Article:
There is a plethora of research that shows us that chiropractic care can be effective for, and is recommended in the clinical guidelines for, effective management of chronic low back pain. We also know that chiropractic is a care modality that is very individual. There is no one-pill panacea administered for every person under care. The chiropractor takes a careful history and checks for subluxations before adjusting these subluxations once found. What the body does when the nervous system is cared for is very much unique. There is plenty of data pointing to positive outcomes for back and neck pain, but a new study as taken a deep dive into the factors which may predict a baseline for response to chiropractic care even in the short term.
The study, titled “Predicting who response to spinal manipulative therapy using a short-frame methodology” took data from 238 participants who had undergone just one week of spinal manipulative therapy. Using this data, they performed a secondary analysis of a prior study in order to discover how eight variables might affect a person’s response to chiropractic care in the short term.
What are these variables? “Height, gender, neck or upper back pain, pain frequency in the past six months, the STarT Back Tool, patient expectations about medication and strengthening exercises and extension status .” (The STarT back tool is a system used for screening the severity of back pain.)
While Spinal Manipulative Therapy is also used by non-chiropractic manual therapists (such as physiotherapists and osteopaths under certain circumstances), it does feature heavily in chiropractic care. So too does the particular type of spinal manipulative therapy examined in the paper – high-velocity, low-amplitude thrusts applied to the vertebral column and commonly used by chiropractors to adjust subluxations.
This study is particularly interesting because chiropractic research often features findings after a single adjustment, or after longer time periods. Hence, if we have some indication as to any variances in response baselines, it may help us understand further studies. There have been difficulties in past studies trying to establish such a baseline .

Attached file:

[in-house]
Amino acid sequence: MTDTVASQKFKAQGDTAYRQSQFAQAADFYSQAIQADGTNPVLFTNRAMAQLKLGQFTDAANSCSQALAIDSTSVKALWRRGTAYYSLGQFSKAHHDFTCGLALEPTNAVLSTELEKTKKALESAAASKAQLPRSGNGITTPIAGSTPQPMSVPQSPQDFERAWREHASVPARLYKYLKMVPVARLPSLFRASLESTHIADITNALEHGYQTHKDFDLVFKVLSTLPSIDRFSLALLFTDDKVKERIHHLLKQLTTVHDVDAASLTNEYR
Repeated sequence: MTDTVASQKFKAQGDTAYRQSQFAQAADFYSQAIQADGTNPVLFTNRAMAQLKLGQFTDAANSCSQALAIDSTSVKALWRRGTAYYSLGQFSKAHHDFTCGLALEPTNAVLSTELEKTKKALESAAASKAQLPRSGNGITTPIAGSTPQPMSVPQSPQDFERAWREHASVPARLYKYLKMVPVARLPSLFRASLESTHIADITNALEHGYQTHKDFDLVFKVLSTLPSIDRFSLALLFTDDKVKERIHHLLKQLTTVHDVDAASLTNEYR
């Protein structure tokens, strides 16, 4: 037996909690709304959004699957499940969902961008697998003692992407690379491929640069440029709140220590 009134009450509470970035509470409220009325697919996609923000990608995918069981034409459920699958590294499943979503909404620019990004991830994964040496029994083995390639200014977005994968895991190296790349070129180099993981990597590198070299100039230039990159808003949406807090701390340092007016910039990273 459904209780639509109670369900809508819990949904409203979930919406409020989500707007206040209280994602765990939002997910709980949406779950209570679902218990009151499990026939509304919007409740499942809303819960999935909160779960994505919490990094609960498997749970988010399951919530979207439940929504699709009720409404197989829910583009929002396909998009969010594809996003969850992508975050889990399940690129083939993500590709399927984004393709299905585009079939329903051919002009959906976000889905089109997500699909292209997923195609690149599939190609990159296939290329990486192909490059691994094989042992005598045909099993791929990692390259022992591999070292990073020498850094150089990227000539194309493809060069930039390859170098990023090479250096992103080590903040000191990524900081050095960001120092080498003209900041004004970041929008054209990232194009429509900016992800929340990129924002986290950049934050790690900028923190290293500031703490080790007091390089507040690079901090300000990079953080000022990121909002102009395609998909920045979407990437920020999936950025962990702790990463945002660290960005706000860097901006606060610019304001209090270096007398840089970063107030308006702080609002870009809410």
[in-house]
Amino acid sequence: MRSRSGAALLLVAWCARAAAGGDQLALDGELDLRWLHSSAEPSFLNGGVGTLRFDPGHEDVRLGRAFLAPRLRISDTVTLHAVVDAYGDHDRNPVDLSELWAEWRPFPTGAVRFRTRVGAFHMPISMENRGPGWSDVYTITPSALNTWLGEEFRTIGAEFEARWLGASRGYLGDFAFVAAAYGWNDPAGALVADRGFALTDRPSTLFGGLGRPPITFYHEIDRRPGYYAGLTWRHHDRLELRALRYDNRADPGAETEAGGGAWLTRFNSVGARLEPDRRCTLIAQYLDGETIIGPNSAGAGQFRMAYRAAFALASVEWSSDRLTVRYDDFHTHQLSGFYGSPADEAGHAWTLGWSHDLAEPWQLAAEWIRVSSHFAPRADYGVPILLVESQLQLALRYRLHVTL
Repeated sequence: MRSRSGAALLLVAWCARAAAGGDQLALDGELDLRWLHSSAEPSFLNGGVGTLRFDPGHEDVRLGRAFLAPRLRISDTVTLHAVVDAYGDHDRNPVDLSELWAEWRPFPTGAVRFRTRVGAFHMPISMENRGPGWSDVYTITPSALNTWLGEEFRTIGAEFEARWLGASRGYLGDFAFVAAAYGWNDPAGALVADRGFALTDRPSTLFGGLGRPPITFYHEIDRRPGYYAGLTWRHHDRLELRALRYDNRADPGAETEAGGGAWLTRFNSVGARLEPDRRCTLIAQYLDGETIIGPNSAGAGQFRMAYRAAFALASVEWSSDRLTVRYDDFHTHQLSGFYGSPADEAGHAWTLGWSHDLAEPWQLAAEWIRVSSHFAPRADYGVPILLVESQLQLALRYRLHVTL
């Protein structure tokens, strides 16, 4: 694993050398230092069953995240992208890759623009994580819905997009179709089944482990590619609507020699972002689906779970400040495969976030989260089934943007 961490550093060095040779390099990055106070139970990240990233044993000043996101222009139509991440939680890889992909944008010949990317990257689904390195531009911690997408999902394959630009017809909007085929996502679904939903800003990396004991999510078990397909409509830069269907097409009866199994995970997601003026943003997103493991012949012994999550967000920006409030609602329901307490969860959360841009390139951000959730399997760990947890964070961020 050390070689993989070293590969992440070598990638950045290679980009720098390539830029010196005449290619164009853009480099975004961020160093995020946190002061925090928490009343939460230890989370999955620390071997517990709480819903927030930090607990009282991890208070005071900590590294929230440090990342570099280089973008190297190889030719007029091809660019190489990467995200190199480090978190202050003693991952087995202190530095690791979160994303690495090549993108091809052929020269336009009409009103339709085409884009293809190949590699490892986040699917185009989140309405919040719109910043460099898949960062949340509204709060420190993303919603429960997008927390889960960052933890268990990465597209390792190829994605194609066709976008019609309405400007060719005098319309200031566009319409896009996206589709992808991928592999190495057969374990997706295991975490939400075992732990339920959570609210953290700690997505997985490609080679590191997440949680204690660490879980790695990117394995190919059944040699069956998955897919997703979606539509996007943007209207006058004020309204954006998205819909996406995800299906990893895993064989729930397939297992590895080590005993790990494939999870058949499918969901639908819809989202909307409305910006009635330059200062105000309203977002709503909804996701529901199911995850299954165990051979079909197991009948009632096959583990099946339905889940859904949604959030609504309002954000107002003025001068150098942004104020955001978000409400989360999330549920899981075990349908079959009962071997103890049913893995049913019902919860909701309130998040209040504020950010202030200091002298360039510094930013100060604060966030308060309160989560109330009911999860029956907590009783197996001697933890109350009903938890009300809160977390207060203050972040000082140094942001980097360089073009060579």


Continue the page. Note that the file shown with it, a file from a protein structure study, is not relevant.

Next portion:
THE STUDY IN QUESTION:
The original study involved participants aged between 18 and 60, who had low back and an Oswestry disability score of at least 20%. Exclusion criteria was applied to make sure that there were no extenuating factors that could influence the data. Each participant filled out personal demographic forms before being examined by clinicians at baseline and then after two sessions of spinal manipulative therapy within the space of one week.
Muscle activation and lumbar spine stiffness was measured at the baseline and at the one week mark, along with a number of other evaluations (the full study can be access at the address below ).
While the study includes a lot of statistical analysis, the key takeaways include the following:
- The researchers started with 20 difference history and demographic variables, 6 patient reported outcomes, 22 physical measures and 28 instrument measures.
- Of these variables, the most significant factors impacting on clinical outcomes after one week of care were; height, gender, neck or upper back pain, pain frequency, STarT back tool results, patient expectations about medication and strengthening exercises, and extension status.
- The results suggested that “it is possible to predict SMT response in a specific group of patients of with 91.2% accuracy in non-responder and 57.4% in responder after only two applications of standardized SMT over a one-week period.
- This is likely the first piece of research to do so to this degree of certainty.
- Previous research showed beliefs about illness and rehabilitation make a significant contribution to outcomes. This study affirmed this finding.
The authors remarked that “The 8 variable model presented here was able to predict SMT response with a sensitivity of 72.2% a specificity of 84.2%, and an overall classification accuracy of 81.5%. Given these results, and that 7 model variables can be collected prior to clinician engagement, future validation of the model is warranted.”
Further research is required to apply this model and further validate or explain its effectiveness in clinical settings. Additionally, the mechanisms behind these variables remain unexplained, especially the psychological or biochemical factors affecting the way patient expectations impact outcomes. But it is another step on the way to understanding the puzzle.
The full report can be found at the reference below.
- Hadizadeh, M., Kawchuck, G.N., Prasad, N., and Fritz, J., (2020). Predicting who responds to spinal manipulative therapy using a short-time frame methodology: results from a 238-participant study. PLoS One. doi: 1371/journal.pone.0242831
- Underwood MR, Morton V, Farrin A. Do baseline characteristics predict response to treatment for low back pain? Secondary analysis of the UK BEAM dataset [ISRCTN32683578]. Rheumatology. 2007;46: 1297–1302. [PubMed] [Google Scholar][Ref list]